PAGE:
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Keeping Your Skills Sharp in an Ever-Changing Marketing Landscape

sharpen your seo skillsIn SEO, like in many fields in the digital marketing industry, you never really arrive at success. You have to keep improving, sharpening, and strengthening your skill set. So how do you do that? Once you’ve leveled up from beginner to intermediate to advanced SEO expert, what then? I’ve been doing SEO and digital marketing since 2010, and so I’d like to share some tips about how I keep my skills fresh.

Work with Smart People

By far the most helpful thing for me has been actually talking with and listening to others who know more than you about SEO or subjects related to your field. After spending several years in an in-house environment where I was pretty much the only marketing-minded person, I was able to grow exponentially faster when I switched to an agency setting, where I was surrounded with like-minded marketing folks. Do what you can to surround yourself who can challenge you, help you stay up to date on the latest industry news, and help you when you have questions.

Have an Attitude of Learning

Before delving into some of the more practical tips, I’d like to lay the foundation with the type of personality you need in order to keep your SEO skills sharp. You should have an attitude of lifelong learning, always pushing yourself to learn more in order to be able to contribute more. You should be willing to learn a new program or become the expert with a certain tool, even if no one else wants to do it. You should be willing to ask questions and have others help you when you get stuck. Set aside a night each week to work on your education, even if you’re not enrolled in school.

Take Online Learning Courses

Now on to the practical stuff. Over the years, I’ve signed up for several online courses that have helped me in my day-to-day work. I never really took an “SEO class;” these are all ancillary skills. Classes that have helped me out include: Microsoft Excel, HTML5 & CSS3, JavaScript and Python. I’ve taken courses through my local community college’s Continuing Education Program, Codeacademy, and Lynda.com, which is free through the Seattle Public Library.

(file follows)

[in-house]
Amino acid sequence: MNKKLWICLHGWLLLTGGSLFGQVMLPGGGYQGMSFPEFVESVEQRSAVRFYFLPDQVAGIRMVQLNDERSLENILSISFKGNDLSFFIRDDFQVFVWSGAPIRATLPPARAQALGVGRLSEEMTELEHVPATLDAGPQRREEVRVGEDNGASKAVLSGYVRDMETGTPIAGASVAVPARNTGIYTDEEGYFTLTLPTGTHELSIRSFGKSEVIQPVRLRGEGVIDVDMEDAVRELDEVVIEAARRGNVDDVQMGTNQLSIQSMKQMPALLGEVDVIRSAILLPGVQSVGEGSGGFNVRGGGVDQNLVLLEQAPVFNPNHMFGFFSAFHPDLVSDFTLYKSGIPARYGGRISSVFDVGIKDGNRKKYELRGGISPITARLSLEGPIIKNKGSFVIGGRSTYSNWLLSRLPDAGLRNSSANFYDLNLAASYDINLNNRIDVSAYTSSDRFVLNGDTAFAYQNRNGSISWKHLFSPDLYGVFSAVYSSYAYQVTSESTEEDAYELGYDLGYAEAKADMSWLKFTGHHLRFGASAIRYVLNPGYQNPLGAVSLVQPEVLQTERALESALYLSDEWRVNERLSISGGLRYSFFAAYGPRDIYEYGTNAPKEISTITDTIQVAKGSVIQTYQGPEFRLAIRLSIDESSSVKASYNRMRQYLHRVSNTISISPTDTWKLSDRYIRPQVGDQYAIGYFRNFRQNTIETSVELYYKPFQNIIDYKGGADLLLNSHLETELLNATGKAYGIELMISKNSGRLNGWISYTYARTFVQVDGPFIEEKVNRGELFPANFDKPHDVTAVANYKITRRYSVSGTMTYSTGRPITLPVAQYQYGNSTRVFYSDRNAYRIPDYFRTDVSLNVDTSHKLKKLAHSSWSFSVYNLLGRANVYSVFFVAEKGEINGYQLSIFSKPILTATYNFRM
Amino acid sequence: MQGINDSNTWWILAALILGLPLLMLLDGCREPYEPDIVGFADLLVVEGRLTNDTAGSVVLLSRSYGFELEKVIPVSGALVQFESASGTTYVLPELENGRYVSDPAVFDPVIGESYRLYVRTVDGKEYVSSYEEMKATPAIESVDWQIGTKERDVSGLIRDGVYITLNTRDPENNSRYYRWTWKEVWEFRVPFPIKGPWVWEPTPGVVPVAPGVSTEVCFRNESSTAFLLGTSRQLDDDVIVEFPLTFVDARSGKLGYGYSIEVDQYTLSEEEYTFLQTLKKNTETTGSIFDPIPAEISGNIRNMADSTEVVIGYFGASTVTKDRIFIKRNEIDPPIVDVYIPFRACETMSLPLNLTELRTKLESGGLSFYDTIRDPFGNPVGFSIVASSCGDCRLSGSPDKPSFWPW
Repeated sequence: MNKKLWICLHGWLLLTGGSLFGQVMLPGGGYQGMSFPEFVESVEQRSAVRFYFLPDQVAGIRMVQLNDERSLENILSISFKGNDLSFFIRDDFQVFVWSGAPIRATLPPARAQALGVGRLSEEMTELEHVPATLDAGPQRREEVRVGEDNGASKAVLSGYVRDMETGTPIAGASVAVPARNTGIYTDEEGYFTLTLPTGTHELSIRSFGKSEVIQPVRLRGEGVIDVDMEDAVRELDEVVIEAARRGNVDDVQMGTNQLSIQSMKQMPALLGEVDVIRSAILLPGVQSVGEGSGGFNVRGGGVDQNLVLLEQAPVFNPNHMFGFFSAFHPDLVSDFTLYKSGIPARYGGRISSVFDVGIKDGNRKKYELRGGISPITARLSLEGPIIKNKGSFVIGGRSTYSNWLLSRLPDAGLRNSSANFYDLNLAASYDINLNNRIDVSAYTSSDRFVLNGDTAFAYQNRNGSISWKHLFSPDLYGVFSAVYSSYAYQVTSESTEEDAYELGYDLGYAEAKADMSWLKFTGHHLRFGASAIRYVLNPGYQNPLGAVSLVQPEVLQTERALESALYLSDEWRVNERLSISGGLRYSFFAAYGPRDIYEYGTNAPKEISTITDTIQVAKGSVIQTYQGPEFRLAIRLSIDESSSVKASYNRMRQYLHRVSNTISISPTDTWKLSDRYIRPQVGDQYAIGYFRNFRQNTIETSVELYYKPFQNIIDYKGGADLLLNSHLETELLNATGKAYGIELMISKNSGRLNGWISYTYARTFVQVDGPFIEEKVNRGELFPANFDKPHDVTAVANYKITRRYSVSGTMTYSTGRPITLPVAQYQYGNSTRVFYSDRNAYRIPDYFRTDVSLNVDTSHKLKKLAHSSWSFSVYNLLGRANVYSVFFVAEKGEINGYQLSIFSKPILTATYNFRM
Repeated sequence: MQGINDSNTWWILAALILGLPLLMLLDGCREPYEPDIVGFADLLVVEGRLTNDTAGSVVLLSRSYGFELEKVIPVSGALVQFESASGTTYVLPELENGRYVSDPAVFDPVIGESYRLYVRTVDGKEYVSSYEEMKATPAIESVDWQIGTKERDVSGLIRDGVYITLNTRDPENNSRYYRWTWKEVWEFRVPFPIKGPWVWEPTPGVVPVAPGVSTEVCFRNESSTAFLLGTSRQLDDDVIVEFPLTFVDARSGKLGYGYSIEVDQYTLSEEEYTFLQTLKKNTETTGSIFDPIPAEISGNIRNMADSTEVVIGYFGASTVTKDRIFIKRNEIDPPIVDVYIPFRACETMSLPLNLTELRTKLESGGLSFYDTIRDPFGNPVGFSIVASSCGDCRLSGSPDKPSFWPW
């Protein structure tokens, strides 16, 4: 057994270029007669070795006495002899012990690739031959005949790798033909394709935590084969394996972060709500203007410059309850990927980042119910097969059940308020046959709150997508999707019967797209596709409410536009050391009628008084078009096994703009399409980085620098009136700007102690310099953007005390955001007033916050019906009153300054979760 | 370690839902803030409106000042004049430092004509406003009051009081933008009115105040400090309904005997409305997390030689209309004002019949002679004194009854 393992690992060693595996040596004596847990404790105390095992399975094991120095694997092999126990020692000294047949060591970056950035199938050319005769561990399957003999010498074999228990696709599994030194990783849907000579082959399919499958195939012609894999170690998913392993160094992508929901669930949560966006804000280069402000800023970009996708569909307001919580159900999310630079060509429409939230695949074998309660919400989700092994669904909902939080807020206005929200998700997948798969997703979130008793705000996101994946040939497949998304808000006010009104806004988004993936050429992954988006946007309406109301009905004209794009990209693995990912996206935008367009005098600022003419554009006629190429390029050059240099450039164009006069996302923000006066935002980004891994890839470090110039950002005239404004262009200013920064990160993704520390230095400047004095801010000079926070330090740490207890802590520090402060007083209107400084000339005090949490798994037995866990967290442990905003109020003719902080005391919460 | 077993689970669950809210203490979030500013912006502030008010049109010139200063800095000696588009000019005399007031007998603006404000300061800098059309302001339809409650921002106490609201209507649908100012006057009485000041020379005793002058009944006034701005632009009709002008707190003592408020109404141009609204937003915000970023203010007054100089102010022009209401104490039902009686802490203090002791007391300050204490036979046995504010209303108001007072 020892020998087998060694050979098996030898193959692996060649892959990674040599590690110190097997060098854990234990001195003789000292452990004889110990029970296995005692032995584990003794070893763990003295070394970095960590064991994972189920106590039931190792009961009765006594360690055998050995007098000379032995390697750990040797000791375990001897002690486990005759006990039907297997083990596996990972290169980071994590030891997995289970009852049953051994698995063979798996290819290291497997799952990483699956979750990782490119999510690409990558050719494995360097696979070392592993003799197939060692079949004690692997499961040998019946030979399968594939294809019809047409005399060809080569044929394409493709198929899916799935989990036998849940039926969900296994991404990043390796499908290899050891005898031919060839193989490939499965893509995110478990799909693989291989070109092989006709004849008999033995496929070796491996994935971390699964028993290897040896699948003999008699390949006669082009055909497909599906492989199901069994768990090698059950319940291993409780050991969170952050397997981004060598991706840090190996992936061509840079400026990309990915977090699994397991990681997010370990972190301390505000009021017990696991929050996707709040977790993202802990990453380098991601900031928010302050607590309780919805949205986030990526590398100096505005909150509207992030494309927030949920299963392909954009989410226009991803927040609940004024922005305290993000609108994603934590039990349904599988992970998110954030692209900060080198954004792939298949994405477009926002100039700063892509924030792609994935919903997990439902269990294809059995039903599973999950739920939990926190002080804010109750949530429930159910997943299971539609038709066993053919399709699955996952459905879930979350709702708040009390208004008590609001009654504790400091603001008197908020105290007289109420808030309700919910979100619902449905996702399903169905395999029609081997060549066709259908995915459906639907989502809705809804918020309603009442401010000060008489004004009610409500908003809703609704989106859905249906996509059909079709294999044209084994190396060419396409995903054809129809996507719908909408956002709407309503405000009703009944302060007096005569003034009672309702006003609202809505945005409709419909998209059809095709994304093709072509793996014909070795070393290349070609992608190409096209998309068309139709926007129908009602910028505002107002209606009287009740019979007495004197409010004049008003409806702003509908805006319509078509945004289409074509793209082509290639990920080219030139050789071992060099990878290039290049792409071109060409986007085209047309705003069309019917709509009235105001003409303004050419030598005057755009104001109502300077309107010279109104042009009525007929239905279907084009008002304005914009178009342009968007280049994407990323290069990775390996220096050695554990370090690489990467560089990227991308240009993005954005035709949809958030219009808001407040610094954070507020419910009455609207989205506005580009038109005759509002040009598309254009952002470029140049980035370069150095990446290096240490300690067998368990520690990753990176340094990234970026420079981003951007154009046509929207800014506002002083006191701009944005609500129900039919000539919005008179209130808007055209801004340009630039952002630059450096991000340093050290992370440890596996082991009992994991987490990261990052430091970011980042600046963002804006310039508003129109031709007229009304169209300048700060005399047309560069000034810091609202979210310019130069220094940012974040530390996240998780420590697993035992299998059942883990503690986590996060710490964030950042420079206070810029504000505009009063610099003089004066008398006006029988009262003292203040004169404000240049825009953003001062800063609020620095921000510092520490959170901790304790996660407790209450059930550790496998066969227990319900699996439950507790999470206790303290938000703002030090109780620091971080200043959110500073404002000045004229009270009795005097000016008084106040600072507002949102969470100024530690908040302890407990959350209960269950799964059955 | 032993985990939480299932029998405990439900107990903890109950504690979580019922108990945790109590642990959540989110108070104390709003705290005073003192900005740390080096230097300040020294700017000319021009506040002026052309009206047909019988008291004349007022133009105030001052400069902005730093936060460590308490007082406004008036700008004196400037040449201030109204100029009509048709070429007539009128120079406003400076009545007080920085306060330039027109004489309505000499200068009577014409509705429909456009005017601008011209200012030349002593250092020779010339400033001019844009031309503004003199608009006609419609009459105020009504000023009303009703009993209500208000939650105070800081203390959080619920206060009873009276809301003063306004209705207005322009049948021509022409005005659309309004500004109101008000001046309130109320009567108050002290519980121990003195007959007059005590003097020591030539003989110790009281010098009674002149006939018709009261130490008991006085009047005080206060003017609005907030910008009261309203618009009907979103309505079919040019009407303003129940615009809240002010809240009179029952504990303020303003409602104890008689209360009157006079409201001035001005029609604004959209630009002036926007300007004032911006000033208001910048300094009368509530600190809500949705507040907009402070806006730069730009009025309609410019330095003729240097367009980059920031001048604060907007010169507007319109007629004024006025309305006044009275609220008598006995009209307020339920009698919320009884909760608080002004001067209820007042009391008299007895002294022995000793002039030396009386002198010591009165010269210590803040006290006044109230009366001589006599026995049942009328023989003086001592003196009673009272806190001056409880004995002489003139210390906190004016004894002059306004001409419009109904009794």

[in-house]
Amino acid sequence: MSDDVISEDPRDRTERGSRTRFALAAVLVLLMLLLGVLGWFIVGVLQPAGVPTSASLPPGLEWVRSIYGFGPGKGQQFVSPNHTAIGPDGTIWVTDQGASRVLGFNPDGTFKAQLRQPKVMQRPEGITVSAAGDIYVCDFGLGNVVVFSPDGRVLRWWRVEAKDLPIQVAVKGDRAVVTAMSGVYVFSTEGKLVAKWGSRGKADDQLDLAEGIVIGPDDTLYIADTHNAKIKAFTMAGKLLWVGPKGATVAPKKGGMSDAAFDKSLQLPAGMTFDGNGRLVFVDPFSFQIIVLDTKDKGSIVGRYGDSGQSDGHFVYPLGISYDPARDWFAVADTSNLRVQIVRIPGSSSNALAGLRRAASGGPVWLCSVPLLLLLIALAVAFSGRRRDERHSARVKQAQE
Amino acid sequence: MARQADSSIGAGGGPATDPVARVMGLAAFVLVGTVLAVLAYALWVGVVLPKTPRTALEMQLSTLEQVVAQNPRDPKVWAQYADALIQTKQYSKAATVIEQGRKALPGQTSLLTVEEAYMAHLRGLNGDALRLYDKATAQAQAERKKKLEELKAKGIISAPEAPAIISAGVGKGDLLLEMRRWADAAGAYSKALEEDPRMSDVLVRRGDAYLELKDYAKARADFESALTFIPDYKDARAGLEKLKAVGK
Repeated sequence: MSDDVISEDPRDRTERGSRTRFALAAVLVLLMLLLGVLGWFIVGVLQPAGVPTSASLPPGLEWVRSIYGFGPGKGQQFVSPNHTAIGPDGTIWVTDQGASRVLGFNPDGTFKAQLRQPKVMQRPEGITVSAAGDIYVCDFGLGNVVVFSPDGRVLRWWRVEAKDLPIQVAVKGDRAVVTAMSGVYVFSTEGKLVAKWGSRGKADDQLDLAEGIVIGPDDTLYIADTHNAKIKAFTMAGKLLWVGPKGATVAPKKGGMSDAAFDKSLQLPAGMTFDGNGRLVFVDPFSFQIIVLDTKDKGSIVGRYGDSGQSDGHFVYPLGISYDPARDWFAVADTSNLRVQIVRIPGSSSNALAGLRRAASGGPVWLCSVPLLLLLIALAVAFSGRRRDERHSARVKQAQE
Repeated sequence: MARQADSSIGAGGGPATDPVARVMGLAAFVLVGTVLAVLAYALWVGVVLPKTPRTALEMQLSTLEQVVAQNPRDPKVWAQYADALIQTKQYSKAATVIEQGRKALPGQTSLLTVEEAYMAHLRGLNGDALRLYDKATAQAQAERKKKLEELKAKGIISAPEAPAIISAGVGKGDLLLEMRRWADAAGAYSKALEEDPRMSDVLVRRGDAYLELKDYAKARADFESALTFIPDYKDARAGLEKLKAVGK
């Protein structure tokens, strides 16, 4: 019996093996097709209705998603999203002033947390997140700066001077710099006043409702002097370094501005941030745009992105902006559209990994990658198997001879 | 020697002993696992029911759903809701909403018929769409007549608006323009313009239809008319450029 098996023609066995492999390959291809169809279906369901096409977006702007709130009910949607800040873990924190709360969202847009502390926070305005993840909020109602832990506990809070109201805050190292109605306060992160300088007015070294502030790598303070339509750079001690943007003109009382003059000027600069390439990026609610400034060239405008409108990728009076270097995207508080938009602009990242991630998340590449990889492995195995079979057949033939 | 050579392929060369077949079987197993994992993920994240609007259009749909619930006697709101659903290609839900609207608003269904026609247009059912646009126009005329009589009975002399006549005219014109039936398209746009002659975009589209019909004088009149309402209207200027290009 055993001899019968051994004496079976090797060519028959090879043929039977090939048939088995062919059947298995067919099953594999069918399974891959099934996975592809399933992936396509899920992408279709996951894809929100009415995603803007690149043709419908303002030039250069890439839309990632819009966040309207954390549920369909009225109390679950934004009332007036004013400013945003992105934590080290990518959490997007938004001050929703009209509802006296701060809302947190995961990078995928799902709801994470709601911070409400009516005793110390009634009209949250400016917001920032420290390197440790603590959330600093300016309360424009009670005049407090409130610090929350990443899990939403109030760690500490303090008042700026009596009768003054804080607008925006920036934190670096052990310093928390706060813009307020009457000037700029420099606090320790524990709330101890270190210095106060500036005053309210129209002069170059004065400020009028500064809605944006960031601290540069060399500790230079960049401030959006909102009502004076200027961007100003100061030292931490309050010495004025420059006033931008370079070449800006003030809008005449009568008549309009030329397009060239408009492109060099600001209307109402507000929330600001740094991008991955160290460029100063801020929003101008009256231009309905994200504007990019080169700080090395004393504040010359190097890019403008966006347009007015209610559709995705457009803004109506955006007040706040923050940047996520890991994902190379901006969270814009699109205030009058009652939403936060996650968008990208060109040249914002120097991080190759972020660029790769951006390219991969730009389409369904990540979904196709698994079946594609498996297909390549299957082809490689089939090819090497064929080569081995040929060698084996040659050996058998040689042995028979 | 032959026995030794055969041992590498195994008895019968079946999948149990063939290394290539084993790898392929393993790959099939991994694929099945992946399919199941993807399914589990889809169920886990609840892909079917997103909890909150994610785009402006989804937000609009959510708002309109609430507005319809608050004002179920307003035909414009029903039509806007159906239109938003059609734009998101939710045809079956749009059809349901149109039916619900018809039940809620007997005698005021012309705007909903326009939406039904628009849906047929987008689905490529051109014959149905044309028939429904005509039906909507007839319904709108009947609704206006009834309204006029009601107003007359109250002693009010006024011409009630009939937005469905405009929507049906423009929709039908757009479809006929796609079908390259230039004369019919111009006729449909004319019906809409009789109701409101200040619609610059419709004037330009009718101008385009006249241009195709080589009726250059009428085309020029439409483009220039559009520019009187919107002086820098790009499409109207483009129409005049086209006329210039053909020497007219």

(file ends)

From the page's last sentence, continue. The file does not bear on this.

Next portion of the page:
Take Certificate Programs

Take learning one step further and choose an accredited university for a certificate program. Coursera has some great certificates, but I chose to go with the UW’s Graduate Certificate in Advanced Interactive Marketing in 2010. This was an in-person course, and it was tremendously helpful for jump-starting my career in marketing.

Then there’s certificates such as those through Google Analytics, Google AdWords, Bing Ads, Adobe Analytics, Microsoft, etc. These can be helpful for establishing yourself as a competent specialist.

Take Extracurricular Classes

Besides courses that help you directly with your career path, courses that have no direct correlation to your area of expertise can also be beneficial. I’ve made it a habit to enroll in some type of course or another, whether a self-defense class, Spanish classes, or art classes. If nothing else, these types of classes are fun and provide a respite from work. They also exercise the brain in a different way and help you get into the rhythm of being a lifelong learner.

Read Books